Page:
The Corner

What’s the Ratio, Kenneth?

Remember when part of the president’s big plan for dividing Republicans following the midterms was going to be to force them to vote on the fiscal commission’s recommendations? Richard Wolffe, who has pretty good sources inside the administration, wrote, “The White House plans to test Republicans’ unity and political resolve on three controversial issues: repealing the Bush tax cuts, implementing the deficit commission’s findings, and pushing immigration reform.”

The Democrats have already more or less caved on item one, and item three seems pretty implausible. Now it turns out that the fiscal commission (at least its co-chairs) has defied expectations and put a set of serious cuts on the table. Yes, the tax hikes are pricey, and no one is ever going to like every single item on the menu. But it’s important to look at the ratio of spending cuts to tax hikes when deciding whether the commission has served up something conservatives can swallow, and by my (very rough) estimate it looks like about 75 percent of the deficit reduction comes from spending cuts. That’s about as good as we can get on a big budget compromise with a problem this large, and the fact that the commission is starting with that ratio probably accounts for the (cautiously) optimistic responses the proposals are getting from Republicans and moderate Democrats vs. the exploding heads on the left. Compare and contrast:


Senate Budget Committee ranking member Judd Gregg: “The proposal that the Co-Chairmen of the Commission have put forward is an aggressive and comprehensive plan for getting federal spending, deficits and the debt under control. I look forward to reviewing it in depth and hopefully improving on it.”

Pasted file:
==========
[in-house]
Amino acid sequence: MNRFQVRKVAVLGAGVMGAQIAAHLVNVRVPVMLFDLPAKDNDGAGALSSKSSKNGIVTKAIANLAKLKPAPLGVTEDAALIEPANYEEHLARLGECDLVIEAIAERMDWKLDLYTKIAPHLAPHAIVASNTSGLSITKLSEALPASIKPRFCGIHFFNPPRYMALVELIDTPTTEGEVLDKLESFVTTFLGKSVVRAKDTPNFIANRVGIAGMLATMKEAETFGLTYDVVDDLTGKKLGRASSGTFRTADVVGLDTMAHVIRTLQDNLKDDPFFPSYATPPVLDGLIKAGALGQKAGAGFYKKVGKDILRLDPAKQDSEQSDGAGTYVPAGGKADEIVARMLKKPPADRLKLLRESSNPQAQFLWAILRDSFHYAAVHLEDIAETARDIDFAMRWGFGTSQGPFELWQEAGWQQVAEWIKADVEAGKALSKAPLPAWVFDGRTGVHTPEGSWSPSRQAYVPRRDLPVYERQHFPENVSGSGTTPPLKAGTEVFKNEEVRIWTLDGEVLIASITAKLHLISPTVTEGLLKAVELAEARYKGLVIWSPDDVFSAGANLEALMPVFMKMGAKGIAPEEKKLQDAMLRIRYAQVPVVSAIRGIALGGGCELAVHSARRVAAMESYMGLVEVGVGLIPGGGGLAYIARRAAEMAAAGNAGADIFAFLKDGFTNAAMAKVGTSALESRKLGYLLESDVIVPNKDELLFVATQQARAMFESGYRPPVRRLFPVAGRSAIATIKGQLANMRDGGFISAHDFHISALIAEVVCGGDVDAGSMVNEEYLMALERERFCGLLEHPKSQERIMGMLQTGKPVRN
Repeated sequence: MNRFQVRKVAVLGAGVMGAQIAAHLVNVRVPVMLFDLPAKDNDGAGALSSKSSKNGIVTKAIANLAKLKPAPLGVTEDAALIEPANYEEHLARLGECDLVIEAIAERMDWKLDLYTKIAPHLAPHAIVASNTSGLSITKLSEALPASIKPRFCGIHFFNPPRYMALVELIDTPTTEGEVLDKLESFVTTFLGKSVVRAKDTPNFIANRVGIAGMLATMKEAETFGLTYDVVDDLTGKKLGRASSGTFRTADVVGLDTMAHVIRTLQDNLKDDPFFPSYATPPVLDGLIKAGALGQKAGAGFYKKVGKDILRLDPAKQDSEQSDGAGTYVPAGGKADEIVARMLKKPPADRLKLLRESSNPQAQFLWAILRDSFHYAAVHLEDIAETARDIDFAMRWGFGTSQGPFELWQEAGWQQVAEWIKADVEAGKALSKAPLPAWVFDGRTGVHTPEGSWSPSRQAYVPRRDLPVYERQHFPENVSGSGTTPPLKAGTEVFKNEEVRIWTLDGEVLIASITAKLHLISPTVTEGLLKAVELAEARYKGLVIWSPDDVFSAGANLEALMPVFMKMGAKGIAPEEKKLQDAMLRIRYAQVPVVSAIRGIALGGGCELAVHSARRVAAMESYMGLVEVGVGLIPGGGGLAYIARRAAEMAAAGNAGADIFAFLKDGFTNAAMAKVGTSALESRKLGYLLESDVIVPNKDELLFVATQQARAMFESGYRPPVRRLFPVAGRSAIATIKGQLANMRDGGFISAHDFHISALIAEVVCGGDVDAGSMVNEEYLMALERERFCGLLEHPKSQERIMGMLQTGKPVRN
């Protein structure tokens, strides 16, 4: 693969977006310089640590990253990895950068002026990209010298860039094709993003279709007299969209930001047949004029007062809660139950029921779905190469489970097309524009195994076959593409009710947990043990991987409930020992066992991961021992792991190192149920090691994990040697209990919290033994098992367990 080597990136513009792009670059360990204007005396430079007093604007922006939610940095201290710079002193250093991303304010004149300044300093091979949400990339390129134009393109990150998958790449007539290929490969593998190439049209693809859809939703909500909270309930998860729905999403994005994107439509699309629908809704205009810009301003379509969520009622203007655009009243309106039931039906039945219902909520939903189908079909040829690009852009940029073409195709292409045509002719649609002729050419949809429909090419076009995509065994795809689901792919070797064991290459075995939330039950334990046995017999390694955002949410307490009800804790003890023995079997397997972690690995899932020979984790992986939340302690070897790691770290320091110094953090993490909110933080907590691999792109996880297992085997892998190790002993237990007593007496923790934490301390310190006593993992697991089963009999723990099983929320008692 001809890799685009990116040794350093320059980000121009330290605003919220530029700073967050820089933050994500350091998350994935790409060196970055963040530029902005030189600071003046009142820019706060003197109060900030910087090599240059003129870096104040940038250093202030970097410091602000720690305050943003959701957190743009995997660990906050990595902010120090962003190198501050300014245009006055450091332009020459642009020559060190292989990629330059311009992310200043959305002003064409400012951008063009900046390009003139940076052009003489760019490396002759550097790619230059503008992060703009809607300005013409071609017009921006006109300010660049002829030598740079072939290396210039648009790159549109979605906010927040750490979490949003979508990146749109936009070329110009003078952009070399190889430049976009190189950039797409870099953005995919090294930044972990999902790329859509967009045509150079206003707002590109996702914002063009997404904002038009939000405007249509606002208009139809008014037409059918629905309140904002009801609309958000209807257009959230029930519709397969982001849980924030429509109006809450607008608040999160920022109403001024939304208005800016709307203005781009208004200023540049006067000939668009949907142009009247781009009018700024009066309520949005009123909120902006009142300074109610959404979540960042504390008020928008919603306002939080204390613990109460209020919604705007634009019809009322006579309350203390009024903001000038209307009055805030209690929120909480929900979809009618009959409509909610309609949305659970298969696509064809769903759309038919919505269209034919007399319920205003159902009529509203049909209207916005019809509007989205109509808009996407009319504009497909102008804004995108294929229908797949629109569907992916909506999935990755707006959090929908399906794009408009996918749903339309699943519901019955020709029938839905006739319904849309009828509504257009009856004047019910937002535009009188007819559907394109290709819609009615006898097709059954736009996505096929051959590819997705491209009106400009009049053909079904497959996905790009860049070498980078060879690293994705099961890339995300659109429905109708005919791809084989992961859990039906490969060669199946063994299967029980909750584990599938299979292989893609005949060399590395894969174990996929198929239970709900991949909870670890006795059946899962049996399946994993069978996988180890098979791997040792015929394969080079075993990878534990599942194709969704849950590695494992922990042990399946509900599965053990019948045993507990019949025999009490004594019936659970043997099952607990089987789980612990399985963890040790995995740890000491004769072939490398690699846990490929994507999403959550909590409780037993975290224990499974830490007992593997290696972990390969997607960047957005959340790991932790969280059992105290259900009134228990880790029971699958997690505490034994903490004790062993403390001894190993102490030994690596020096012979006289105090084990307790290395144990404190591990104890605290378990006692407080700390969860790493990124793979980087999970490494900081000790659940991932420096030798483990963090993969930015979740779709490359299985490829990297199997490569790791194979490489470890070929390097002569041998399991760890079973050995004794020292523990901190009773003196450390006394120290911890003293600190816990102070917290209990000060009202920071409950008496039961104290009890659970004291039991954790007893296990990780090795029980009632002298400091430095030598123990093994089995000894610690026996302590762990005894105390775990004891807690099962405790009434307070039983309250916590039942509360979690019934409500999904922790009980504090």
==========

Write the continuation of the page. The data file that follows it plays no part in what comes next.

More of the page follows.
House Budget Committee ranking member (and future chairman) Paul Ryan: “This is a serious and impressive effort. . . . It’s a good start.”

Reps. Ryan, Hensarling, and Camp: “This is a provocative proposal, and while we have concerns with some of their specifics, we commend the co-chairs for advancing the debate.”

Moderate Democrats:

Senate Budget Committee chairman Kent Conrad: “. . . a good beginning.”

Senate Finance Committee chairman Max Baucus: “It’s a lot to digest. I support the goal. . . . [We’re] at the early stages.”

Liberal Democrats:

Senate majority whip Dick Durbin: “I told them that there are things in there that inspire me, and there are things in there that I hate like the devil hates holy water. I’m not going to vote for this thing.”

Rep. Jan Schakowsky: “. . . not a proposal that I could support right now.”

Outgoing Speaker Nancy Pelosi: “. . . simply unacceptable.”

Economist and New York Times columnist Paul Krugman: (Head explodes.)


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